with Ted Shear
    Erkenntnis 84 (3): 487-518. 2019.
    In this paper, we compare and contrast two methods for the revision of qualitative beliefs. The first method is generated by a simplistic diachronic Lockean thesis requiring coherence with the agent’s posterior credences after conditionalization. The second method is the orthodox AGM approach to belief revision. Our primary aim is to determine when the two methods may disagree in their recommendations and when they must agree. We establish a number of novel results about their relative behavior.…Read more
  •  36
    Confirmation, causation, and Simpson's paradox
    Episteme 14 (3): 297-309. 2017.
    ABSTRACTIn this paper, I review some recent treatments of Simpson's Paradox, and I propose a new rationalizing explanation of its paradoxicality.
  • Introduction
    with Cherie Braden
    In Cherie Braden, Rodrigo Borges & Branden Fitelson (eds.), Themes From Klein, Springer Verlag. 2019.
  •  277
    As every philosopher knows, “the design argument” concludes that God exists from premisses that cite the adaptive complexity of organisms or the lawfulness and orderliness of the whole universe. Since 1859, it has formed the intellectual heart of creationist opposition to the Darwinian hypothesis that organisms evolved their adaptive features by the mindless process of natural selection. Although the design argument developed as a defense of theism, the logic of the argument in fact encompasses …Read more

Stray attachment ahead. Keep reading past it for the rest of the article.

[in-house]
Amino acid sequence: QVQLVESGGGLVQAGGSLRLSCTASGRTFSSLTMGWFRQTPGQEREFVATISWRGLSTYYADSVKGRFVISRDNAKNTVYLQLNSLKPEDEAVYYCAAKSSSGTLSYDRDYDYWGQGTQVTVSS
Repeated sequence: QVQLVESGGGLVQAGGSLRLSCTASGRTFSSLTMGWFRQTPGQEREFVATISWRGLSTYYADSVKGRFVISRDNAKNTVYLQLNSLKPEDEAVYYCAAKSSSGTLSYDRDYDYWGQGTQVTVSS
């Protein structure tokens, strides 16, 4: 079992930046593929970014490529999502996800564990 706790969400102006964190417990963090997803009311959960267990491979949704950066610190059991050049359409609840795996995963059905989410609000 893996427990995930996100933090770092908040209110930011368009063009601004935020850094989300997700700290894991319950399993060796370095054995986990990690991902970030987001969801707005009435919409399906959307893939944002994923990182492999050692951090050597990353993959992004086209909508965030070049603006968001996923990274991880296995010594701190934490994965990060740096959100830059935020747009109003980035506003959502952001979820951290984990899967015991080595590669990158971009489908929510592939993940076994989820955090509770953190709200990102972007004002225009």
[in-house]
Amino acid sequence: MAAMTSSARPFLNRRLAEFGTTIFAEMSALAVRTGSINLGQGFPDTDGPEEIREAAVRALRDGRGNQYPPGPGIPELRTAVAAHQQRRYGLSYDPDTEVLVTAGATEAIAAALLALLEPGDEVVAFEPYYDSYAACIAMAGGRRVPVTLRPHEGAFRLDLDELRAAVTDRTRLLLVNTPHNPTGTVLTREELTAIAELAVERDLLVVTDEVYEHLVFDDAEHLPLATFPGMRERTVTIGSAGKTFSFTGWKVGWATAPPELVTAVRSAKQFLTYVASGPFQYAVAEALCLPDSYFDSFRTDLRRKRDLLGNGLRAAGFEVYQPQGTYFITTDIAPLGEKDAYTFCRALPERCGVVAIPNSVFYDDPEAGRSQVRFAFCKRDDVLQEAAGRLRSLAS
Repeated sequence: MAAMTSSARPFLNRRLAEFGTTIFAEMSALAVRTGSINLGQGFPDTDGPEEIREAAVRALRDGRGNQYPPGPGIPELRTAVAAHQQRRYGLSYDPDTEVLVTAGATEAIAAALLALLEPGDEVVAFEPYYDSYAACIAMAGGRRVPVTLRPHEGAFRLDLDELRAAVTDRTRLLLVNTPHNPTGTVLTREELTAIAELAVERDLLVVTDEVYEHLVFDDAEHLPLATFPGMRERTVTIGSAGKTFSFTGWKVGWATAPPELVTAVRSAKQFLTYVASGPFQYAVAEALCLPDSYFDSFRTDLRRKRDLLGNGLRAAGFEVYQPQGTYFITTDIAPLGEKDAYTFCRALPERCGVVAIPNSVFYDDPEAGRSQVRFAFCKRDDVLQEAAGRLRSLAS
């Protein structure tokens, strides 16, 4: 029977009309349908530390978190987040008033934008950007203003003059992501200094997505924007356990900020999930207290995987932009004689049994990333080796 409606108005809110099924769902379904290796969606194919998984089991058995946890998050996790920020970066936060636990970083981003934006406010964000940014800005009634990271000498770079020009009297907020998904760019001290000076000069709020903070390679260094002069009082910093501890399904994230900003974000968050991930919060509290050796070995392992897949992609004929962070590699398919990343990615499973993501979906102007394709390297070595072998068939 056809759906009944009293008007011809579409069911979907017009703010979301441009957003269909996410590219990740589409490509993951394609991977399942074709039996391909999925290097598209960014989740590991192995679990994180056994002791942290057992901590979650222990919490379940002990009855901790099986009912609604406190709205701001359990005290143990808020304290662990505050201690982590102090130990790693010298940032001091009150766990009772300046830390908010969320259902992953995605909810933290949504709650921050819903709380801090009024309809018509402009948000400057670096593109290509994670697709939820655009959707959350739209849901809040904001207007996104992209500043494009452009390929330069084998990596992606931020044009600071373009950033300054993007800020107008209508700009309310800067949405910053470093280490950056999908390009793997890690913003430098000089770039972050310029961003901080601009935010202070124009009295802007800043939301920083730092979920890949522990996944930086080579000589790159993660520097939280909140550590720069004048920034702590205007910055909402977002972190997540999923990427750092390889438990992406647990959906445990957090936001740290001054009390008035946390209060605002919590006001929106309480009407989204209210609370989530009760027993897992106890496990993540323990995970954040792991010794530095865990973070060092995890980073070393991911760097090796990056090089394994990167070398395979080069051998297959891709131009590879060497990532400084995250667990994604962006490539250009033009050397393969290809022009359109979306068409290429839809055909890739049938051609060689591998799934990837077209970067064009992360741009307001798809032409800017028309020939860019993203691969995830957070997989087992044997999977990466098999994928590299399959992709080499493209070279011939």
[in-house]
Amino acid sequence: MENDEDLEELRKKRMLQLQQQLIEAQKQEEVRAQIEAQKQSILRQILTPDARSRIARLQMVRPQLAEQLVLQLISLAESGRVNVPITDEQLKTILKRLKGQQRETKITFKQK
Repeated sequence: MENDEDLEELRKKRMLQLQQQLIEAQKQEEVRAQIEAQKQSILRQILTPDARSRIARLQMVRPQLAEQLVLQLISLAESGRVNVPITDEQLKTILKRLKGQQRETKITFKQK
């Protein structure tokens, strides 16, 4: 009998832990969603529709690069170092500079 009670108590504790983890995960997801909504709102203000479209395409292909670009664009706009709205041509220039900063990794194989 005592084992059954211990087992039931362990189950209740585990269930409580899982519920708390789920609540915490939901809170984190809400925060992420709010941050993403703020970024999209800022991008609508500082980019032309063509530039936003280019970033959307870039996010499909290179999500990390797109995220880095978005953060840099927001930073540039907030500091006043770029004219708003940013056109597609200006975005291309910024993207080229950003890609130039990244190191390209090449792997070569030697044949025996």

•  137
    Measuring Confirmation and Evidence
    with Ellery Elles
    Journal of Philosophy 97 (12): 663-672. 2000.
  •  32
    Introduction
    Studia Logica 86 (3): 351-352. 2007.
  •  78
    Probability, confirmation, and the conjunction fallacy
    Thinking and Reasoning 14 (2): 182-199. 2008.
    The conjunction fallacy has been a key topic in debates on the rationality of human reasoning and its limitations. Despite extensive inquiry, however, the attempt of providing a satisfactory account of the phenomenon has proven challenging. Here, we elaborate the suggestion (first discussed by Sides et al., 2001) that in standard conjunction problems the fallacious probability judgments experimentally observed are typically guided by sound assessments of confirmation relations, meant in terms of…Read more
  •  260
    Logical Foundations of Evidential Support
    Philosophy of Science 73 (5): 500-512. 2006.
    Carnap's inductive logic (or confirmation) project is revisited from an "increase in firmness" (or probabilistic relevance) point of view. It is argued that Carnap's main desiderata can be satisfied in this setting, without the need for a theory of "logical probability." The emphasis here will be on explaining how Carnap's epistemological desiderata for inductive logic will need to be modified in this new setting. The key move is to abandon Carnap's goal of bridging confirmation and credence, in…Read more
  •  172
    Measuring confirmation and evidence
    with Ellery Eells
    Journal of Philosophy 97 (12): 663-672. 2000.
  •  106
    Think of confirmation in the context of the Ravens Paradox this way. The likelihood ratio measure of incremental confirmation gives us, for an observed Black Raven and for an observed non-Black non-Raven, respectively, the following “full” likelihood ratios